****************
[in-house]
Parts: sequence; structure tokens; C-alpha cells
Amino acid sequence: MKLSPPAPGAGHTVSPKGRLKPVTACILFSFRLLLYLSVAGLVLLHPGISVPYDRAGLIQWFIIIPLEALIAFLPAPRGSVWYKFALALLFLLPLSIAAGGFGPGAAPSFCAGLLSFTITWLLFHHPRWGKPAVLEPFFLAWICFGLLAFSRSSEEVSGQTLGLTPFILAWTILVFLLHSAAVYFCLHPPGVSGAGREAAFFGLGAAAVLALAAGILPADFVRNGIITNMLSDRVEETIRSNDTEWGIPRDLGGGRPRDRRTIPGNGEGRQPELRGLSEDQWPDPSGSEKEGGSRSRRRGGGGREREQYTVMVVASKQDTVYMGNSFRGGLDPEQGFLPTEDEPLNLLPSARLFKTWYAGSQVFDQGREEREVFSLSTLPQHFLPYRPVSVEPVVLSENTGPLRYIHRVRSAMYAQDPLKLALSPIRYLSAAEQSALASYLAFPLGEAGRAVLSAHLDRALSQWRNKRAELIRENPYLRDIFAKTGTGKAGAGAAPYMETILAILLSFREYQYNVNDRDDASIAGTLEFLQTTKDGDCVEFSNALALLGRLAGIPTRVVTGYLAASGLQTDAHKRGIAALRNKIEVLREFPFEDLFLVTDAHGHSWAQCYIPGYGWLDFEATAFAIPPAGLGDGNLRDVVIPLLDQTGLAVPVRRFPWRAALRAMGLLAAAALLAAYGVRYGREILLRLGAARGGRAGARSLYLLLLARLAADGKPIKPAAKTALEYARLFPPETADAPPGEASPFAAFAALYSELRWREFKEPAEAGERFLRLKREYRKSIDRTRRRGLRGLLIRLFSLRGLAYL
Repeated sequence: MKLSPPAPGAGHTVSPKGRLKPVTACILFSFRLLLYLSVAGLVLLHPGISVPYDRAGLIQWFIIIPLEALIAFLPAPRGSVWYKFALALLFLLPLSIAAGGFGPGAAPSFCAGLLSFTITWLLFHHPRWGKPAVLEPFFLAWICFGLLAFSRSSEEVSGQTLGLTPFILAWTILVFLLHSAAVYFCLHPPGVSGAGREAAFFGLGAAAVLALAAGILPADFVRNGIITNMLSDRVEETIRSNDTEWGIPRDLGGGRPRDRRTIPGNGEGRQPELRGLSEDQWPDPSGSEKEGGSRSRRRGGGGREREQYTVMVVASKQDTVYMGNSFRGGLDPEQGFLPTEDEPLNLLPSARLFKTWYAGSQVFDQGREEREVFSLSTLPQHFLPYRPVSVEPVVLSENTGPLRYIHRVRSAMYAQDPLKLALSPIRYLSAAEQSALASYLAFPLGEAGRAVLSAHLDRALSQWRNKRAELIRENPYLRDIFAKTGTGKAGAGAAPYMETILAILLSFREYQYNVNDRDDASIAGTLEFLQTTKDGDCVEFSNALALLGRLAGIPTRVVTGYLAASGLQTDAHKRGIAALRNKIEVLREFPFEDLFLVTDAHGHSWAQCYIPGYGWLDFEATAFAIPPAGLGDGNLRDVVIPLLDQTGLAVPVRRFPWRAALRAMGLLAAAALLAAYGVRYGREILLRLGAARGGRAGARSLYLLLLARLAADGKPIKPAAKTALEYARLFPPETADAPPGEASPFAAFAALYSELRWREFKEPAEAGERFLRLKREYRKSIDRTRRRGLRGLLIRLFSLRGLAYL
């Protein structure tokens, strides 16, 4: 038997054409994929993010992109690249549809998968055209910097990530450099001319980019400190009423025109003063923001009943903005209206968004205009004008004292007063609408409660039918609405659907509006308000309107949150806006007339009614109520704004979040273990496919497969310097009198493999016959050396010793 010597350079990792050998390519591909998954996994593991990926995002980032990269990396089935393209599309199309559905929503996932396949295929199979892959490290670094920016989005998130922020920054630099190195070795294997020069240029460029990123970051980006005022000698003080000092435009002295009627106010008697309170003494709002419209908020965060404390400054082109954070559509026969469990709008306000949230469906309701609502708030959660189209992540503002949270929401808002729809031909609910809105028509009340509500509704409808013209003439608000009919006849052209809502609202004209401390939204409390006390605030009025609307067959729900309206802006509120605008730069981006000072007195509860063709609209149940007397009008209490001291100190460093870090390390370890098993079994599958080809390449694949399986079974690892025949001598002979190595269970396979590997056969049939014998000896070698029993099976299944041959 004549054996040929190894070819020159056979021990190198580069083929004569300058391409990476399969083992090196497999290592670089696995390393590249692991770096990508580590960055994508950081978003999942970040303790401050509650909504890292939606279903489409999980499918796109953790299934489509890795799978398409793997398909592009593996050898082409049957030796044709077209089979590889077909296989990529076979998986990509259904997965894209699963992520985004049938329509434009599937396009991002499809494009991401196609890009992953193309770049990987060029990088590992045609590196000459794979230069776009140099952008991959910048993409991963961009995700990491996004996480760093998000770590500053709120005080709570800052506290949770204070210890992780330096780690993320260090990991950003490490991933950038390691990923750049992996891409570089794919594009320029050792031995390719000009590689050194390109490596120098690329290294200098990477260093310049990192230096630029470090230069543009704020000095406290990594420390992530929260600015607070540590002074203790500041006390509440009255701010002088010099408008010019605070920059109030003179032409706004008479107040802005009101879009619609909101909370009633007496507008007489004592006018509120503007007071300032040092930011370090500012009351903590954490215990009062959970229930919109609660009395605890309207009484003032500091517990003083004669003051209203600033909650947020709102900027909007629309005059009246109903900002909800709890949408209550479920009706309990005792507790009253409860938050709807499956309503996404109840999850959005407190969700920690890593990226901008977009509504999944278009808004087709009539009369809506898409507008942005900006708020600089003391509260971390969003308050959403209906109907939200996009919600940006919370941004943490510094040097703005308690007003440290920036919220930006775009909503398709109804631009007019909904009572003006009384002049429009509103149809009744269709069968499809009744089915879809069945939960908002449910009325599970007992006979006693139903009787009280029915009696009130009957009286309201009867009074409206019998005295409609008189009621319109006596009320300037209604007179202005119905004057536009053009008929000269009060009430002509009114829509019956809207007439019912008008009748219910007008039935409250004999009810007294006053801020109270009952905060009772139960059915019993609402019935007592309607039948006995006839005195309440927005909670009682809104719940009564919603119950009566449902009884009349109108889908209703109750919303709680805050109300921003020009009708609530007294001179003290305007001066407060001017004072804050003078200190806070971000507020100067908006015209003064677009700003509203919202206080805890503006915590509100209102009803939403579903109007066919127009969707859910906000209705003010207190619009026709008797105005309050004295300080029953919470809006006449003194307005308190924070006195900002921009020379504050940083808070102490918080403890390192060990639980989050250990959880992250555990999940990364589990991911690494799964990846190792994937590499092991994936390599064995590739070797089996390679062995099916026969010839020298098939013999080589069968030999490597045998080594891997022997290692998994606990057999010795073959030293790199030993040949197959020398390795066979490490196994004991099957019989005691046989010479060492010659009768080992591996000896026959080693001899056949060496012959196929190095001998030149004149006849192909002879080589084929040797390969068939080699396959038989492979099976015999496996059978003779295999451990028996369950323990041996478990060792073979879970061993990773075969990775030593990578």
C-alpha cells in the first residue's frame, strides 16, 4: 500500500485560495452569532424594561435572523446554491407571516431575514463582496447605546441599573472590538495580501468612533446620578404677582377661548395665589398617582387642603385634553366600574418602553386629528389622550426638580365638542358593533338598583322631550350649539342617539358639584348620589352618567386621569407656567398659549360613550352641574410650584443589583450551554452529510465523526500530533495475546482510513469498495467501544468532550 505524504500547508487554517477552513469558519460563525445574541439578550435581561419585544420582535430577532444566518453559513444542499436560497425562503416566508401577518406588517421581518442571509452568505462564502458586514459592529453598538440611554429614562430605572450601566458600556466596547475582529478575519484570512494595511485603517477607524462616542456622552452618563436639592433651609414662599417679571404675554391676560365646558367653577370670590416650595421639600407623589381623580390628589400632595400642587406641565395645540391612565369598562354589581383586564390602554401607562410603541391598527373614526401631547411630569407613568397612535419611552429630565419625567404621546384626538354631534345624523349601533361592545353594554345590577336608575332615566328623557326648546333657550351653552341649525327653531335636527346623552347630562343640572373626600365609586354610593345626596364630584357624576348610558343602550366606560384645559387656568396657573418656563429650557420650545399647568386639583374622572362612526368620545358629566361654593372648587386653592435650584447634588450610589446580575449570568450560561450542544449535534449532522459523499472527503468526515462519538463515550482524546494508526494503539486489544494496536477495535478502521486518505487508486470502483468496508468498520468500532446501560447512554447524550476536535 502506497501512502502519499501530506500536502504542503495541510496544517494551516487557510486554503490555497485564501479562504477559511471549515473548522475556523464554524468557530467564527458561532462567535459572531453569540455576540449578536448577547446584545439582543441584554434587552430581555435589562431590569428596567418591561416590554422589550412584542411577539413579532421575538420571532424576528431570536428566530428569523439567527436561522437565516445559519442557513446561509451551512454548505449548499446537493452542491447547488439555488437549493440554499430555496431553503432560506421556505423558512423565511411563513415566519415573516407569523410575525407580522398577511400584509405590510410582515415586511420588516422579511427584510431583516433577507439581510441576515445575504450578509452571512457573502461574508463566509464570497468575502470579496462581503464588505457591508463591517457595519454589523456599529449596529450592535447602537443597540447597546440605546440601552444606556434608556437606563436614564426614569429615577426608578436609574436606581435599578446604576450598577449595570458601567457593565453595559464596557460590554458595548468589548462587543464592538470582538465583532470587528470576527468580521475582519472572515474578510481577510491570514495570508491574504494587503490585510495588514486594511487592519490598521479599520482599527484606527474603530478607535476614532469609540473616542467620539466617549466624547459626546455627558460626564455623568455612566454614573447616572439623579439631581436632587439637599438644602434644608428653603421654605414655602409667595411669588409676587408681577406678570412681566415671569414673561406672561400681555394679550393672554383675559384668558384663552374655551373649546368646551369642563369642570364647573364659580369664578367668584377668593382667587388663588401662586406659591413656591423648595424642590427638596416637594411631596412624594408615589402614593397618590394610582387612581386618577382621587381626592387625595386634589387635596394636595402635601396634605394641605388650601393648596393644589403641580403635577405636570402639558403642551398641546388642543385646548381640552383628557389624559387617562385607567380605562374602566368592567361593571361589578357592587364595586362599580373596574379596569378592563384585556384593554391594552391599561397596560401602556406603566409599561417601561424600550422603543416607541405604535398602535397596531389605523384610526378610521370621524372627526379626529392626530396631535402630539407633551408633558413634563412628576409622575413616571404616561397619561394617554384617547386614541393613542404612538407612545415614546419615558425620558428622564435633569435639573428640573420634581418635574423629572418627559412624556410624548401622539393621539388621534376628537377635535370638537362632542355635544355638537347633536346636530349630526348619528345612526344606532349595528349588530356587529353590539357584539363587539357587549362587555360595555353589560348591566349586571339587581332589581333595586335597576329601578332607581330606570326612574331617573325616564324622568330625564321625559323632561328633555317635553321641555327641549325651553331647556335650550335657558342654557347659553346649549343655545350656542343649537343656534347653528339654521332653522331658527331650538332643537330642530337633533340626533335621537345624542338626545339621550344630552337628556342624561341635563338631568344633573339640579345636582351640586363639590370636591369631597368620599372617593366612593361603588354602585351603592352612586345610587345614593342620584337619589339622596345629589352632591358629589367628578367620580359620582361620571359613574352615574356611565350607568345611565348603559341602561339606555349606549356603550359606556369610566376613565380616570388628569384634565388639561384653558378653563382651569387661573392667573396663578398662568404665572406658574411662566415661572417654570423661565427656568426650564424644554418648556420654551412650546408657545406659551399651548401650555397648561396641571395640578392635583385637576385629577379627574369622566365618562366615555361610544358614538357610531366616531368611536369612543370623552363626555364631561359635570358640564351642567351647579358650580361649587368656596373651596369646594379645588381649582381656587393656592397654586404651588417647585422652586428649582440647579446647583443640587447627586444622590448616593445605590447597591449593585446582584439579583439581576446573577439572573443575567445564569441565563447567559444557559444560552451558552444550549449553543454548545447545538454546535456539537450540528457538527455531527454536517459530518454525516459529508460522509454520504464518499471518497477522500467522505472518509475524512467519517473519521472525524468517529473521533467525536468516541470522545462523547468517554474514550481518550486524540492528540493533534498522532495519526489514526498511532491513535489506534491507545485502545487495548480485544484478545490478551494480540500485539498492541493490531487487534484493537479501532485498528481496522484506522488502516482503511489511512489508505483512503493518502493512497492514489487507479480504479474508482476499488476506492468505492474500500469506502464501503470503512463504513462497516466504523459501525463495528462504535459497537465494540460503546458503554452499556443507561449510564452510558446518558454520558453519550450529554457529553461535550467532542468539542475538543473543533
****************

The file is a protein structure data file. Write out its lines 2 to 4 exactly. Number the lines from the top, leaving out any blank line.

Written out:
Parts: sequence; structure tokens; C-alpha cells
Amino acid sequence: MKLSPPAPGAGHTVSPKGRLKPVTACILFSFRLLLYLSVAGLVLLHPGISVPYDRAGLIQWFIIIPLEALIAFLPAPRGSVWYKFALALLFLLPLSIAAGGFGPGAAPSFCAGLLSFTITWLLFHHPRWGKPAVLEPFFLAWICFGLLAFSRSSEEVSGQTLGLTPFILAWTILVFLLHSAAVYFCLHPPGVSGAGREAAFFGLGAAAVLALAAGILPADFVRNGIITNMLSDRVEETIRSNDTEWGIPRDLGGGRPRDRRTIPGNGEGRQPELRGLSEDQWPDPSGSEKEGGSRSRRRGGGGREREQYTVMVVASKQDTVYMGNSFRGGLDPEQGFLPTEDEPLNLLPSARLFKTWYAGSQVFDQGREEREVFSLSTLPQHFLPYRPVSVEPVVLSENTGPLRYIHRVRSAMYAQDPLKLALSPIRYLSAAEQSALASYLAFPLGEAGRAVLSAHLDRALSQWRNKRAELIRENPYLRDIFAKTGTGKAGAGAAPYMETILAILLSFREYQYNVNDRDDASIAGTLEFLQTTKDGDCVEFSNALALLGRLAGIPTRVVTGYLAASGLQTDAHKRGIAALRNKIEVLREFPFEDLFLVTDAHGHSWAQCYIPGYGWLDFEATAFAIPPAGLGDGNLRDVVIPLLDQTGLAVPVRRFPWRAALRAMGLLAAAALLAAYGVRYGREILLRLGAARGGRAGARSLYLLLLARLAADGKPIKPAAKTALEYARLFPPETADAPPGEASPFAAFAALYSELRWREFKEPAEAGERFLRLKREYRKSIDRTRRRGLRGLLIRLFSLRGLAYL
Repeated sequence: MKLSPPAPGAGHTVSPKGRLKPVTACILFSFRLLLYLSVAGLVLLHPGISVPYDRAGLIQWFIIIPLEALIAFLPAPRGSVWYKFALALLFLLPLSIAAGGFGPGAAPSFCAGLLSFTITWLLFHHPRWGKPAVLEPFFLAWICFGLLAFSRSSEEVSGQTLGLTPFILAWTILVFLLHSAAVYFCLHPPGVSGAGREAAFFGLGAAAVLALAAGILPADFVRNGIITNMLSDRVEETIRSNDTEWGIPRDLGGGRPRDRRTIPGNGEGRQPELRGLSEDQWPDPSGSEKEGGSRSRRRGGGGREREQYTVMVVASKQDTVYMGNSFRGGLDPEQGFLPTEDEPLNLLPSARLFKTWYAGSQVFDQGREEREVFSLSTLPQHFLPYRPVSVEPVVLSENTGPLRYIHRVRSAMYAQDPLKLALSPIRYLSAAEQSALASYLAFPLGEAGRAVLSAHLDRALSQWRNKRAELIRENPYLRDIFAKTGTGKAGAGAAPYMETILAILLSFREYQYNVNDRDDASIAGTLEFLQTTKDGDCVEFSNALALLGRLAGIPTRVVTGYLAASGLQTDAHKRGIAALRNKIEVLREFPFEDLFLVTDAHGHSWAQCYIPGYGWLDFEATAFAIPPAGLGDGNLRDVVIPLLDQTGLAVPVRRFPWRAALRAMGLLAAAALLAAYGVRYGREILLRLGAARGGRAGARSLYLLLLARLAADGKPIKPAAKTALEYARLFPPETADAPPGEASPFAAFAALYSELRWREFKEPAEAGERFLRLKREYRKSIDRTRRRGLRGLLIRLFSLRGLAYL